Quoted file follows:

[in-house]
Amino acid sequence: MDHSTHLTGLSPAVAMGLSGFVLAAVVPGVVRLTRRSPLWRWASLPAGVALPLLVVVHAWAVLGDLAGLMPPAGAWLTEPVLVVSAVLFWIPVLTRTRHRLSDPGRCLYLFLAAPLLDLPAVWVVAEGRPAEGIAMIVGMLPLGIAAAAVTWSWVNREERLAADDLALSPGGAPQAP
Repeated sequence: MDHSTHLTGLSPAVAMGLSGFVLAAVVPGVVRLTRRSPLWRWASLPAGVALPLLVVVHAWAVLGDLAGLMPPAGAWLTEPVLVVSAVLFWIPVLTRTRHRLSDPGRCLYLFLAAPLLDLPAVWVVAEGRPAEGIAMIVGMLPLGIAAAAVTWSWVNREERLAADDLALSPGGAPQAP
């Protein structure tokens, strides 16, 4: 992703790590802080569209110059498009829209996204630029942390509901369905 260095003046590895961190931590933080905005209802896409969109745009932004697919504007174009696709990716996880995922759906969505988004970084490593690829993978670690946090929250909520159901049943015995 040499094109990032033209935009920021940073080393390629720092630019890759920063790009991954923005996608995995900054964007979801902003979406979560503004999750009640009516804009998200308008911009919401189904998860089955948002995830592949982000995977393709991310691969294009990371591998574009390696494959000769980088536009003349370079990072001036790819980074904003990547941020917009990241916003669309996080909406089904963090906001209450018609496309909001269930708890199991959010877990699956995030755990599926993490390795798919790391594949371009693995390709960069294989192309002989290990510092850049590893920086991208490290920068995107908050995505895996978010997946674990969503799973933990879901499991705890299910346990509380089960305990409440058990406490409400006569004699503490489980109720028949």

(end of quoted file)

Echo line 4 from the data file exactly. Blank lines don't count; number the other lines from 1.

């Protein structure tokens, strides 16, 4: 992703790590802080569209110059498009829209996204630029942390509901369905 260095003046590895961190931590933080905005209802896409969109745009932004697919504007174009696709990716996880995922759906969505988004970084490593690829993978670690946090929250909520159901049943015995 040499094109990032033209935009920021940073080393390629720092630019890759920063790009991954923005996608995995900054964007979801902003979406979560503004999750009640009516804009998200308008911009919401189904998860089955948002995830592949982000995977393709991310691969294009990371591998574009390696494959000769980088536009003349370079990072001036790819980074904003990547941020917009990241916003669309996080909406089904963090906001209450018609496309909001269930708890199991959010877990699956995030755990599926993490390795798919790391594949371009693995390709960069294989192309002989290990510092850049590893920086991208490290920068995107908050995505895996978010997946674990969503799973933990879901499991705890299910346990509380089960305990409440058990406490409400006569004699503490489980109720028949």